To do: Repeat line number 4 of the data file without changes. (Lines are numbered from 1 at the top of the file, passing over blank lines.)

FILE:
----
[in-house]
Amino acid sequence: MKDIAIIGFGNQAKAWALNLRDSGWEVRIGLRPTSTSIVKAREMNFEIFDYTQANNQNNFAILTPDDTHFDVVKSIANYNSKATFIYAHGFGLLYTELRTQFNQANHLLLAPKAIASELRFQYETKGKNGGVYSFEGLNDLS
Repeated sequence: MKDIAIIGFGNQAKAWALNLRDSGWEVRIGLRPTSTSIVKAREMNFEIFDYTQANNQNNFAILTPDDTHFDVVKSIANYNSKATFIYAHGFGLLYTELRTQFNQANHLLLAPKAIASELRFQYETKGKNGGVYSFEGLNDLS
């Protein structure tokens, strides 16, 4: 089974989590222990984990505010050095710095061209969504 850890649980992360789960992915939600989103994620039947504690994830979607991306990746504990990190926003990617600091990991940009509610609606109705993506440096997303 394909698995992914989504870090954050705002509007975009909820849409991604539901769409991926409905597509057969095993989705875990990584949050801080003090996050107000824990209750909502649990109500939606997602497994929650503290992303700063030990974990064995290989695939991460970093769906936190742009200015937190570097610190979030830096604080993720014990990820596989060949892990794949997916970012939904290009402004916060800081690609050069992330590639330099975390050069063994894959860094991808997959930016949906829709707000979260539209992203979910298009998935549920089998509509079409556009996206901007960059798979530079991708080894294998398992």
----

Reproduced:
């Protein structure tokens, strides 16, 4: 089974989590222990984990505010050095710095061209969504 850890649980992360789960992915939600989103994620039947504690994830979607991306990746504990990190926003990617600091990991940009509610609606109705993506440096997303 394909698995992914989504870090954050705002509007975009909820849409991604539901769409991926409905597509057969095993989705875990990584949050801080003090996050107000824990209750909502649990109500939606997602497994929650503290992303700063030990974990064995290989695939991460970093769906936190742009200015937190570097610190979030830096604080993720014990990820596989060949892990794949997916970012939904290009402004916060800081690609050069992330590639330099975390050069063994894959860094991808997959930016949906829709707000979260539209992203979910298009998935549920089998509509079409556009996206901007960059798979530079991708080894294998398992």